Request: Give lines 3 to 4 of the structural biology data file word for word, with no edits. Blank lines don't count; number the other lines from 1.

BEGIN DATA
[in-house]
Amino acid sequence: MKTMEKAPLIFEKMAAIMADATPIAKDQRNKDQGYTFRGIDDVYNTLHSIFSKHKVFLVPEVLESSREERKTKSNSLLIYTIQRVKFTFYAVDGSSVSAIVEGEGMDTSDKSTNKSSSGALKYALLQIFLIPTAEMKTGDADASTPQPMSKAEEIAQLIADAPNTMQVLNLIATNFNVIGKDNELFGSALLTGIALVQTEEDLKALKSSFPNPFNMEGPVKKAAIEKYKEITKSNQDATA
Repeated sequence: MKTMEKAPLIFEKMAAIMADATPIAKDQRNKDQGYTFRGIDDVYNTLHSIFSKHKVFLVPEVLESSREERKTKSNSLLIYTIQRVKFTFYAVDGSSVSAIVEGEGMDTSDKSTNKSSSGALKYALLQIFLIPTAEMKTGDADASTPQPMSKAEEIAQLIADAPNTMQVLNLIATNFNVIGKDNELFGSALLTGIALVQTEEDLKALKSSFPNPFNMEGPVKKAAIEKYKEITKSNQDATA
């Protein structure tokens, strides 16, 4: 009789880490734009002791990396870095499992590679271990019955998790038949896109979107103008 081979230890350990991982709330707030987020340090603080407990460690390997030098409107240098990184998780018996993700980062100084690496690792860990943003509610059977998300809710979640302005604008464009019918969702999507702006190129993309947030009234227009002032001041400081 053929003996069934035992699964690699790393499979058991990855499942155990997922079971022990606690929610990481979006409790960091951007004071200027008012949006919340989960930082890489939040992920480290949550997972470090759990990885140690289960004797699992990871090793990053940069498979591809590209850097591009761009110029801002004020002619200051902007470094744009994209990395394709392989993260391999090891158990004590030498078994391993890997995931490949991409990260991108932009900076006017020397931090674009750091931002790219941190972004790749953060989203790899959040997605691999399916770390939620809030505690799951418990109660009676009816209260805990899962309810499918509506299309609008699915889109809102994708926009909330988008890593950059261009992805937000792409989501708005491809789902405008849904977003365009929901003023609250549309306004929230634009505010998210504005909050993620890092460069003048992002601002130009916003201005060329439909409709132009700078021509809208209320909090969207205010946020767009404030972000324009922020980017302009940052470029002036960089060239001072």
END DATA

Repeated sequence: MKTMEKAPLIFEKMAAIMADATPIAKDQRNKDQGYTFRGIDDVYNTLHSIFSKHKVFLVPEVLESSREERKTKSNSLLIYTIQRVKFTFYAVDGSSVSAIVEGEGMDTSDKSTNKSSSGALKYALLQIFLIPTAEMKTGDADASTPQPMSKAEEIAQLIADAPNTMQVLNLIATNFNVIGKDNELFGSALLTGIALVQTEEDLKALKSSFPNPFNMEGPVKKAAIEKYKEITKSNQDATA
């Protein structure tokens, strides 16, 4: 009789880490734009002791990396870095499992590679271990019955998790038949896109979107103008 081979230890350990991982709330707030987020340090603080407990460690390997030098409107240098990184998780018996993700980062100084690496690792860990943003509610059977998300809710979640302005604008464009019918969702999507702006190129993309947030009234227009002032001041400081 053929003996069934035992699964690699790393499979058991990855499942155990997922079971022990606690929610990481979006409790960091951007004071200027008012949006919340989960930082890489939040992920480290949550997972470090759990990885140690289960004797699992990871090793990053940069498979591809590209850097591009761009110029801002004020002619200051902007470094744009994209990395394709392989993260391999090891158990004590030498078994391993890997995931490949991409990260991108932009900076006017020397931090674009750091931002790219941190972004790749953060989203790899959040997605691999399916770390939620809030505690799951418990109660009676009816209260805990899962309810499918509506299309609008699915889109809102994708926009909330988008890593950059261009992805937000792409989501708005491809789902405008849904977003365009929901003023609250549309306004929230634009505010998210504005909050993620890092460069003048992002601002130009916003201005060329439909409709132009700078021509809208209320909090969207205010946020767009404030972000324009922020980017302009940052470029002036960089060239001072």